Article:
November 30, 2020 by Adam Malik
Brokers who take a broad, scattershot approach to getting submissions approved by underwriters are only setting themselves — and their clients — up for failure and disappointment, an insurance executive warned during a recent webinar.
For a better chance at success, try a smaller scope and a more targeted approach, recommended Andrew Steen, president of Berkley Canada.
Some brokers are taking a throw-it-against-the-wall-and-see-what-sticks tactic, Steen observed during the Insurance Institute of Ontario’s latest At the Forefront webinar series entitled Finding Your Success in Today’s Hard Commercial Market. “What I would encourage you to avoid in this market is broad-based, shot-gunning out [of] your submission activity on [behalf of] any individual customer.”
He gave an example of this happening a week before his talk. His team received a submission from a broker that was copied out to 16 other property underwriters in the market.
“Now, you may think, ‘Okay, this is awesome, I’m getting to all the players at once,'” Steen said. “But invert the situation for a minute and ask yourself: If you were an underwriter getting that email, how much attention would you want to dedicate to that, given that you have definitely sent it to people who are not in their appetite? The more targeted you can be with your submission activity, I think the more rewarding that that will go for you.”
Steen shared other advice to help brokers navigate today’s difficult times.
For example, he encouraged all brokers to gain a better understanding of their insurer partners’ financial position.
“The reason why I say that is because those insurers that are wrestling with high combined ratios — so let’s say over 100 — are more likely to have to take dramatic action to improve their portfolios. And that will be a focal point for your customers that are with those markets. Therefore, you may see some more drastic actions coming your way on renewals.”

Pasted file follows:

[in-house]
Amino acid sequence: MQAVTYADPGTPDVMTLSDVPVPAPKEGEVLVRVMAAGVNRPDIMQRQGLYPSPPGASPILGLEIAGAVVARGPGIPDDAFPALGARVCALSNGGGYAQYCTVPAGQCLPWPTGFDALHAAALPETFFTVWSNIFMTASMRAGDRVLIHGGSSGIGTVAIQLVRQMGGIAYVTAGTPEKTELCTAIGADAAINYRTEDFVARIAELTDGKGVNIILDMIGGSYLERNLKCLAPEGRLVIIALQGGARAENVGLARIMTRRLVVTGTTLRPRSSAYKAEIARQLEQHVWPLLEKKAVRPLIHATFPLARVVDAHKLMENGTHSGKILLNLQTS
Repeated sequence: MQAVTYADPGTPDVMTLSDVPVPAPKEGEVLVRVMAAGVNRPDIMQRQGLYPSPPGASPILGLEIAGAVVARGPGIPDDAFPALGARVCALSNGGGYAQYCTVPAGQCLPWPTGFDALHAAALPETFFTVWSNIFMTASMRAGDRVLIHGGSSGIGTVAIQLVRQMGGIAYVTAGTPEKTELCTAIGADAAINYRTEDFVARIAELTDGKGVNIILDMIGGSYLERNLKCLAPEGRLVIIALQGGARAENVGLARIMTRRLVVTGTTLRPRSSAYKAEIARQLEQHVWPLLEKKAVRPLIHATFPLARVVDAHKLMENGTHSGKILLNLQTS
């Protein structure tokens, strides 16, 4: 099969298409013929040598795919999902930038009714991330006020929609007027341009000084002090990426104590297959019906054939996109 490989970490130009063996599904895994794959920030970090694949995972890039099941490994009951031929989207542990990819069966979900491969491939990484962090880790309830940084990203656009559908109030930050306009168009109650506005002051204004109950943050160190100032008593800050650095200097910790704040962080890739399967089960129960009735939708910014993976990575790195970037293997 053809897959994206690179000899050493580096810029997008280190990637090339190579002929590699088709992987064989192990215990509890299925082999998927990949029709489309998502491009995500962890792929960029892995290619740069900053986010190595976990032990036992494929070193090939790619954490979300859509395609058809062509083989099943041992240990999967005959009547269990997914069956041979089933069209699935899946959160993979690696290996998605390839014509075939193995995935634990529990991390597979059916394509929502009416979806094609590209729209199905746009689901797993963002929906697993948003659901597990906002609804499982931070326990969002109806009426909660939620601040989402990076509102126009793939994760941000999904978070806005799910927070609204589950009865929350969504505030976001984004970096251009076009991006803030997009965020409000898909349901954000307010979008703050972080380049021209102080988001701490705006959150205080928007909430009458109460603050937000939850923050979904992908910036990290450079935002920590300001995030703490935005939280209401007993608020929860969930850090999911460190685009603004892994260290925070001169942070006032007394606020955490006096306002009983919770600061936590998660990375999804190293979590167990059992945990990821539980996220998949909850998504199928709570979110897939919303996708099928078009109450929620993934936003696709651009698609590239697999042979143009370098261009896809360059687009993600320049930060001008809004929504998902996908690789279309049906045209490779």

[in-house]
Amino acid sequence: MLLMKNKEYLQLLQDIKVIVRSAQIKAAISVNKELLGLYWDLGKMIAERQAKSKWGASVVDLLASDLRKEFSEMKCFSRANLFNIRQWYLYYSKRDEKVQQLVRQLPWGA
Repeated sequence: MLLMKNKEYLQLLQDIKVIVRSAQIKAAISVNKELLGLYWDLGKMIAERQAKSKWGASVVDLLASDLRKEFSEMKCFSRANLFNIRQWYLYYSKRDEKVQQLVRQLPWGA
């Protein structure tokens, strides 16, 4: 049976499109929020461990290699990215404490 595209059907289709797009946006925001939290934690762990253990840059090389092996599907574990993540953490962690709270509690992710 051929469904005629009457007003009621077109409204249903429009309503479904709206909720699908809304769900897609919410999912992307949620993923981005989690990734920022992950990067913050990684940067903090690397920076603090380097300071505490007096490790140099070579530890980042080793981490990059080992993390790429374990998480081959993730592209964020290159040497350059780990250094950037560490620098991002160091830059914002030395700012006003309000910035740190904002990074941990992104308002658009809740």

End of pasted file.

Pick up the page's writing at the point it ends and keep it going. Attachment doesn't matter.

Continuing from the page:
On the flip side, insurers performing at a higher level — he used the example of a combined ratio below 95% — “are more likely to be focused on the opportunities for you…to help solve customer problems, fill in capacity positions that are being evacuated, and so forth,” Steen said.
He also stressed the importance of relationships with markets. “And by relationships, I mean a deep understanding of which insurers are successful in which classes of business risk,” Steen said. “Because what that’s going to do, it’s going to help you point a customer to that solution providers in a really targeted way.”
His final piece of advice to brokers was to keep communication at the top of their mind. It’s already been discussed as important, but he emphasized that clients will need guidance not just for the rest of 2020, but well into 2021.
“What is the market going to look like [next year]?” he asked. “What can they expect? How can we help them set budgets and deal with this rising cost environment effectively?”
Feature image by iStock.com/annebaek